The good, the bad, and the ugly

A new Israeli government was finally sworn in on May 17.

Election image
A TV screen broadcasts the exit poll results of the Israeli election in Tel Aviv on March 2, 2020. After more than a year of political deadlock, Benjamin Netanyahu and Benny Gantz have agreed to form a government together. (Photo credit: Menahem Kahana/AFP via Getty Images.)

After a year and a half of political instability and three inconclusive elections, a new Israeli government was finally sworn in on May 17. It is a national unity government in which leadership as well as ministerial portfolios are to be shared between the Likud party (headed by Benjamin Netanyahu) and the Blue & White party (headed by Benny Gantz). 

Israel faces myriad challenges in so-called "normal times," including the Iranian nuclear threat, Syria's civil war and its potential to spill over, the terrorist threat of Hezbollah in Lebanon and Hamas in Gaza, the threat of renewed Palestinian violence in the West Bank, and more. 

Those challenges have been further exacerbated by the COVID-19 pandemic and its staggering economic effects, which inflated our rate of unemployment from 4% to 25%. We need a stable and functioning government and parliament to tackle these challenges and opportunities. This is "the good." 

The stalemate reached in three electoral campaigns within one year-an unprecedented event for Israel-led to a lose--lose choice that Benny Gantz had to make. He could either break his electoral promise not to serve in a government under an indicted Netanyahu (whose trial on three counts of bribery was just beginning as JUF News went to press) or force the country into a costly, dysfunctional fourth election. 

One staple of our political system is the perennially painful process of coalition-building. All our prime ministers have had to forge a coalition with smaller parties, thereby relinquishing some of their platform items and adopting those of coalition partners. This time, and in order to accommodate the political needs of both major coalition partners, the government will include a record-breaking 36 government ministers and 16 deputy ministers-half from each party.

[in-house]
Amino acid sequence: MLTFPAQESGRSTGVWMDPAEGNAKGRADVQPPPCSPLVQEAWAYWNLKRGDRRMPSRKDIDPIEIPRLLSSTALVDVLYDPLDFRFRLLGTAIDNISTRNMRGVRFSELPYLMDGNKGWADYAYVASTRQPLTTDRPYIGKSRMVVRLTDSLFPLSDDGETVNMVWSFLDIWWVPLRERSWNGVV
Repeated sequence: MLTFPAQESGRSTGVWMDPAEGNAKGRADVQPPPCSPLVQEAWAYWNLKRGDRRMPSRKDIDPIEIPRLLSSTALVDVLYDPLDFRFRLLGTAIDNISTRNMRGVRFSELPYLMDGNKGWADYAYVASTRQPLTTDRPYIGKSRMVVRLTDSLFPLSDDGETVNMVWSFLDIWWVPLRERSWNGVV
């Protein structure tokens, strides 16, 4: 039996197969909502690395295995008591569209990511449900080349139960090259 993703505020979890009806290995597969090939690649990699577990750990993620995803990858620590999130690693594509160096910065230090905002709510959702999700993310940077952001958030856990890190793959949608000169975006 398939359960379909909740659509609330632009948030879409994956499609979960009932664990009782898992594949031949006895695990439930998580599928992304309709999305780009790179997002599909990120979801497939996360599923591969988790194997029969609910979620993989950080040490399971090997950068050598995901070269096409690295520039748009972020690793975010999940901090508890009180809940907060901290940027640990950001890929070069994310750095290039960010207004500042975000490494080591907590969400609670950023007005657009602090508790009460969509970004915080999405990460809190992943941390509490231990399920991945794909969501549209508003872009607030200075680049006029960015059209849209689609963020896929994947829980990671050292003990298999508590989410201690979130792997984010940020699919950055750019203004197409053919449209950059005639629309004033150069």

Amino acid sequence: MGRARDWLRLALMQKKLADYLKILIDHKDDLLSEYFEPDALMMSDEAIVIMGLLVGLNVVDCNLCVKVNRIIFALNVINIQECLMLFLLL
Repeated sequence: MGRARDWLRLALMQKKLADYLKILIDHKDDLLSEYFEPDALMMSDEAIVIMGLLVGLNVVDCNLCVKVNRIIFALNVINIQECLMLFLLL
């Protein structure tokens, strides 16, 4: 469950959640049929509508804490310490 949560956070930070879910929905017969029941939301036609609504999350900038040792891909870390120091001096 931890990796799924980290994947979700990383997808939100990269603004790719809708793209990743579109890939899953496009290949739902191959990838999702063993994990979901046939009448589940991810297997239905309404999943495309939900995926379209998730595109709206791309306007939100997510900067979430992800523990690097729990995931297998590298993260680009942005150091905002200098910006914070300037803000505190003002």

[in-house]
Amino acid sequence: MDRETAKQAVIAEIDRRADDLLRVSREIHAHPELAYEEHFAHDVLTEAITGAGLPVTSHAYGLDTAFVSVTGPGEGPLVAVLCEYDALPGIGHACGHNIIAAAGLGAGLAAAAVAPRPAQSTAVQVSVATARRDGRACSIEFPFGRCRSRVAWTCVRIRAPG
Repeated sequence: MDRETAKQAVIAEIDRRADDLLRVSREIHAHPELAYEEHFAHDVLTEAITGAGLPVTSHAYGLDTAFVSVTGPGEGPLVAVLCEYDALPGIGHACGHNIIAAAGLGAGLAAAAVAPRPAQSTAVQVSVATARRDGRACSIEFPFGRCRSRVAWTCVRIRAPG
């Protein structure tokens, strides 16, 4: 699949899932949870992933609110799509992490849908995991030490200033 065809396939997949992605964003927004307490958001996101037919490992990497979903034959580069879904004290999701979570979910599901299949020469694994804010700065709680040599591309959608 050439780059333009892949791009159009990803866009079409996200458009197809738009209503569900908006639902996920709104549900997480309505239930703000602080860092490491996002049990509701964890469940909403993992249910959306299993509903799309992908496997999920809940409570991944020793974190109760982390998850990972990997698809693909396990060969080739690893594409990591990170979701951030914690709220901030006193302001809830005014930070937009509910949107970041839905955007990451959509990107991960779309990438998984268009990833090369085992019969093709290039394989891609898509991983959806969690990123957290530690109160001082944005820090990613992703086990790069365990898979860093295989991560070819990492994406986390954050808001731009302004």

In order to appoint 36 ministers, many offices had to be invented, reinvented, or split up from existing ministries. Thus, we will have a Minister of Education, but also a separate Minister of Higher Education and Water Resources (no, there is no connection between the two), a Minister for the Promotion of Communities, and a Minister in charge of Coordination between the Government and the Knesset. All these ministries, many of which are clearly born out of mere political necessity, will end up costing tax-payers millions, and adding very little benefit to the nation. This is "the bad." 

Perhaps the most important detail that hangs above Israel's political system in the past years and has conditioned many of the events of the past 18 months has been an unprecedented event: Prime Minister Netanyahu was first under investigation and later indicted on three serious charges of bribery, corruption, and breach of trust. 

Surprisingly, while the law forbids an indicted citizen from serving as minister,  it does not forbid an indicted politician from heading the government. In the past, when ministers were indicted, they resigned to face charges in court. When Prime Minister Ehud Olmert was under investigation (before his indictment) he stepped down, was indicted, and stood trial- in which he was found guilty and sent to prison. 

To many Israelis, the fact that Prime Minister Netanyahu has not stepped down and will begin his trial while serving as Prime Minister symbolizes an erosion of our public standards and a dangerous precedent. 

The presumption of innocence until proven guilty stands, of course, when it comes to Netanyahu as it does for all citizens. But the fact that under indictment he is allowed to form a coalition, appoint a Minister of Justice, and later appoint the Attorney General, is part of  "the ugly." 

As in a western movie, there is a good ending to this plot as well. Our justice system will not flinch, and all citizens are equal before the law. Netanyahu will face his charges. The trial will begin, and the ordeal of a prime minister under indictment will come to an end with an innocent or a guilty verdict, and a strong Israel will continue to deal with other important-current and unforeseen- challenges.  

Ofer Bavly is the Director General of the JUF Israel Office.



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